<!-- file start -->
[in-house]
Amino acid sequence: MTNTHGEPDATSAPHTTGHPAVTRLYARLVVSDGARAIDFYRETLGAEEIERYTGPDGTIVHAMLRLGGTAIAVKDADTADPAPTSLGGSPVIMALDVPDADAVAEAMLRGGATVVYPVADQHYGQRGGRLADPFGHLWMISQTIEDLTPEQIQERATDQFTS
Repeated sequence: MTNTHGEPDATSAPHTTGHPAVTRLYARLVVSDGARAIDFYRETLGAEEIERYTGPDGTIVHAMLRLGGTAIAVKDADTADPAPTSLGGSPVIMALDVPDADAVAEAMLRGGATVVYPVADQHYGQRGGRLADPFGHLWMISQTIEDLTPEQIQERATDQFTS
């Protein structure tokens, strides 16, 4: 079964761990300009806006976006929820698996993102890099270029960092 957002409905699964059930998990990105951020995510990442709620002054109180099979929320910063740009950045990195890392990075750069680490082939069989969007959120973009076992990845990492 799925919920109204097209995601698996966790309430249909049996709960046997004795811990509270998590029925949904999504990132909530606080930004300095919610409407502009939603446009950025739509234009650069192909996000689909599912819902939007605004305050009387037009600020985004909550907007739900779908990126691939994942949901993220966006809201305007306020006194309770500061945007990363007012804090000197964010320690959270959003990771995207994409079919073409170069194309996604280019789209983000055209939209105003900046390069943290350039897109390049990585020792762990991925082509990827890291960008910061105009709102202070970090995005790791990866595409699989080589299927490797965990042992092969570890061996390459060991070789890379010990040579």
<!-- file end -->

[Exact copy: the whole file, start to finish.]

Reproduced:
[in-house]
Amino acid sequence: MTNTHGEPDATSAPHTTGHPAVTRLYARLVVSDGARAIDFYRETLGAEEIERYTGPDGTIVHAMLRLGGTAIAVKDADTADPAPTSLGGSPVIMALDVPDADAVAEAMLRGGATVVYPVADQHYGQRGGRLADPFGHLWMISQTIEDLTPEQIQERATDQFTS
Repeated sequence: MTNTHGEPDATSAPHTTGHPAVTRLYARLVVSDGARAIDFYRETLGAEEIERYTGPDGTIVHAMLRLGGTAIAVKDADTADPAPTSLGGSPVIMALDVPDADAVAEAMLRGGATVVYPVADQHYGQRGGRLADPFGHLWMISQTIEDLTPEQIQERATDQFTS
């Protein structure tokens, strides 16, 4: 079964761990300009806006976006929820698996993102890099270029960092 957002409905699964059930998990990105951020995510990442709620002054109180099979929320910063740009950045990195890392990075750069680490082939069989969007959120973009076992990845990492 799925919920109204097209995601698996966790309430249909049996709960046997004795811990509270998590029925949904999504990132909530606080930004300095919610409407502009939603446009950025739509234009650069192909996000689909599912819902939007605004305050009387037009600020985004909550907007739900779908990126691939994942949901993220966006809201305007306020006194309770500061945007990363007012804090000197964010320690959270959003990771995207994409079919073409170069194309996604280019789209983000055209939209105003900046390069943290350039897109390049990585020792762990991925082509990827890291960008910061105009709102202070970090995005790791990866595409699989080589299927490797965990042992092969570890061996390459060991070789890379010990040579």